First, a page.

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How to Start Trimming a Brisket | BBQ

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Published on Apr 14, 2012

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Learn how to start trimming a packer brisket from Pork Barrel BBQ pitmasters Heath Hall and Brett Thompson in this Howcast video.

Today I'm going to show you how to trim a brisket. Brisket is probably the king of meat when it comes to barbecue. If you've been to Texas, you've probably had brisket, and it's probably one of the more intimidating pieces of meat, but don't let it be. It's really a fun piece of meat to cook and in the end, there's no more flavorful meat than a good, well cooked brisket.

What we have here is called a packer brisket. Now, in your grocery store, you may not find this immediately, you may find what is called a flat. And this is the flat of the brisket. This here is the point, so this is a full brisket or a packer brisket. I encourage you to ask your butcher if they have a packer brisket or if they can get one for you, because I think it's a nicer meat to cook. You're going to have more control over it, because you're going to have the ability to take off whatever fat that you want or whatever fat that you want to keep.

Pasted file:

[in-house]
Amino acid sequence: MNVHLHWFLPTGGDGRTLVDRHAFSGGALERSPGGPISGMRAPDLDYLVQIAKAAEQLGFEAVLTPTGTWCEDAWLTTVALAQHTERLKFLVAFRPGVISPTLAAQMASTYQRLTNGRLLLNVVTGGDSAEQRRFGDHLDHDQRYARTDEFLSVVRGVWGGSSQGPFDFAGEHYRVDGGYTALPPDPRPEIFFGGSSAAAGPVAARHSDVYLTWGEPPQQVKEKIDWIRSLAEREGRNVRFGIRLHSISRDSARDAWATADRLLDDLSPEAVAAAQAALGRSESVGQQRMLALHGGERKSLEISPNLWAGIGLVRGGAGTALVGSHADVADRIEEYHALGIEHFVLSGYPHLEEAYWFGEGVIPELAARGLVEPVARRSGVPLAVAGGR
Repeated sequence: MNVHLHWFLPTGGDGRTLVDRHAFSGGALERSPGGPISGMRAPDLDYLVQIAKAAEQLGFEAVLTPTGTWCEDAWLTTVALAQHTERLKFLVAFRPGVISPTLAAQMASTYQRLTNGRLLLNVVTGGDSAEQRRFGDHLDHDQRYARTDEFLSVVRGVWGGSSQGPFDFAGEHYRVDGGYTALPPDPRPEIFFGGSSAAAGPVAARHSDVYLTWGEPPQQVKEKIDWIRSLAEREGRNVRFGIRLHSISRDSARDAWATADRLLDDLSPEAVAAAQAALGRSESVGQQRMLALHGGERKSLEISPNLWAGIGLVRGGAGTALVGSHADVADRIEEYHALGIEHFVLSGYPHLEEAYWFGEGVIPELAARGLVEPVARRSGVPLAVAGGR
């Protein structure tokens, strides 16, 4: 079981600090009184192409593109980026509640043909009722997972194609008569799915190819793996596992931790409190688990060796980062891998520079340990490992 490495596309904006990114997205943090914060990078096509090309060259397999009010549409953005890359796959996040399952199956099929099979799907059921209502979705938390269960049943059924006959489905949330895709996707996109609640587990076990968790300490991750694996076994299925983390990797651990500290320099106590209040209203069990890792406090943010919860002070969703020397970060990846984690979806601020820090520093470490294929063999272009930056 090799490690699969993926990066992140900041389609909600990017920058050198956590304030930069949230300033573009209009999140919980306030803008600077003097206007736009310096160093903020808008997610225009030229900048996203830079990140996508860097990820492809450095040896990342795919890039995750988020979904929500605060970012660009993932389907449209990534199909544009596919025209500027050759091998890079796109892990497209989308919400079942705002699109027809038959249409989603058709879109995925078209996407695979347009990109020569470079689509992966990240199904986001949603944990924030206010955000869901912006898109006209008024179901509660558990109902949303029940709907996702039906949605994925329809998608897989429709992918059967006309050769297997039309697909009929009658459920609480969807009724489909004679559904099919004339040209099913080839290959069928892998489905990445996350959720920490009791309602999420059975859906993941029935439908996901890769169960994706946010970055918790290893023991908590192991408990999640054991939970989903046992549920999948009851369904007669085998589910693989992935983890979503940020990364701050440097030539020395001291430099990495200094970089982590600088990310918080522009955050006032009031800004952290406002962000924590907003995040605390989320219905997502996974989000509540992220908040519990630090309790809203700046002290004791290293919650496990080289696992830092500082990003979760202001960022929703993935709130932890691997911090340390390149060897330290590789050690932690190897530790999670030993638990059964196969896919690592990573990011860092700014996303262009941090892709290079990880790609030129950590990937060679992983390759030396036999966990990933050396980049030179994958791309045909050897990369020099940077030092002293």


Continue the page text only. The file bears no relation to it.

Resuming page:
Plus, you're going to be able to cook the point which is where, I think, the jewel of all barbecue resides, and that's the burnt end. That's after you've cooked the brisket, you cut the point off and you recook it again with more seasoning. It's very fatty and it's very flavorful meat, but it needs a little bit more cooking time, and man, will it give you the candy of all barbecue. Really sweet, juicy, succulent, burnt end.

So let's first show you how we trim the fat cap side. So I'm going to flip this over, and this is the fat cap. That's this big sheet of fat on the one side of the brisket. I like to come in here, and I like to come just straight across, and I like to trim off the top layer of fat that's on that point, because I want to expose that meat so that my seasonings can really get down and deep in there. Now, don't throw this away. You know, this is good stuff to put in beans, if your making barbecued beans. So all this stuff is really good to use in one way or the other.

So we're just kind of lightly trimming. We want to avoid cutting off as much of the meat as we can, and just kind of keep to cutting and trimming the fat. So this looks pretty good on this side for the point. I also like to look and see if there's any real thick layers of fat here. You want about a quarter of an inch of fat. Some of these will come in with an half of inch or more, and if that's the case, just take a sharp knife and kind of trim a layer off. And if you just get a little bit exposed and then just start pulling, it will really be pretty easy. But this one, there's not much to trim off, so I'm not going to do much with that.

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